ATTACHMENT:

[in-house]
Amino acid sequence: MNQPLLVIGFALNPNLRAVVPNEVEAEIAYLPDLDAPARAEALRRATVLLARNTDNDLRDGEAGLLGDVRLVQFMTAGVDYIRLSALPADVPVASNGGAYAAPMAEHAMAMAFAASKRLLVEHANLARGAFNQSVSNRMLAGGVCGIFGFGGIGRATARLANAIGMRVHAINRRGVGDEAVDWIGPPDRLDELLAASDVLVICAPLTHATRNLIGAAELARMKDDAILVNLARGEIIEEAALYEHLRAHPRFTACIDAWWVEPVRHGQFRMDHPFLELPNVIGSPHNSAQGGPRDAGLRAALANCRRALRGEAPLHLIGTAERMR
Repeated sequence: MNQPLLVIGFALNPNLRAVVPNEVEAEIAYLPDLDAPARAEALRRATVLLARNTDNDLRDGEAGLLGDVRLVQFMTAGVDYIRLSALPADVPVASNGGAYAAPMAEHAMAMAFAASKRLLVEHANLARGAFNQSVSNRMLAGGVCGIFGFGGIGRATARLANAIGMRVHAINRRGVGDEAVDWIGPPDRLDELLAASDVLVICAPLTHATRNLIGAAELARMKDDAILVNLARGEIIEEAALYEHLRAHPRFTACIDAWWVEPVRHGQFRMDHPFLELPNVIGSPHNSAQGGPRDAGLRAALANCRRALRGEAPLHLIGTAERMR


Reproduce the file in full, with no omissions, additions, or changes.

[in-house]
Amino acid sequence: MNQPLLVIGFALNPNLRAVVPNEVEAEIAYLPDLDAPARAEALRRATVLLARNTDNDLRDGEAGLLGDVRLVQFMTAGVDYIRLSALPADVPVASNGGAYAAPMAEHAMAMAFAASKRLLVEHANLARGAFNQSVSNRMLAGGVCGIFGFGGIGRATARLANAIGMRVHAINRRGVGDEAVDWIGPPDRLDELLAASDVLVICAPLTHATRNLIGAAELARMKDDAILVNLARGEIIEEAALYEHLRAHPRFTACIDAWWVEPVRHGQFRMDHPFLELPNVIGSPHNSAQGGPRDAGLRAALANCRRALRGEAPLHLIGTAERMR
Repeated sequence: MNQPLLVIGFALNPNLRAVVPNEVEAEIAYLPDLDAPARAEALRRATVLLARNTDNDLRDGEAGLLGDVRLVQFMTAGVDYIRLSALPADVPVASNGGAYAAPMAEHAMAMAFAASKRLLVEHANLARGAFNQSVSNRMLAGGVCGIFGFGGIGRATARLANAIGMRVHAINRRGVGDEAVDWIGPPDRLDELLAASDVLVICAPLTHATRNLIGAAELARMKDDAILVNLARGEIIEEAALYEHLRAHPRFTACIDAWWVEPVRHGQFRMDHPFLELPNVIGSPHNSAQGGPRDAGLRAALANCRRALRGEAPLHLIGTAERMR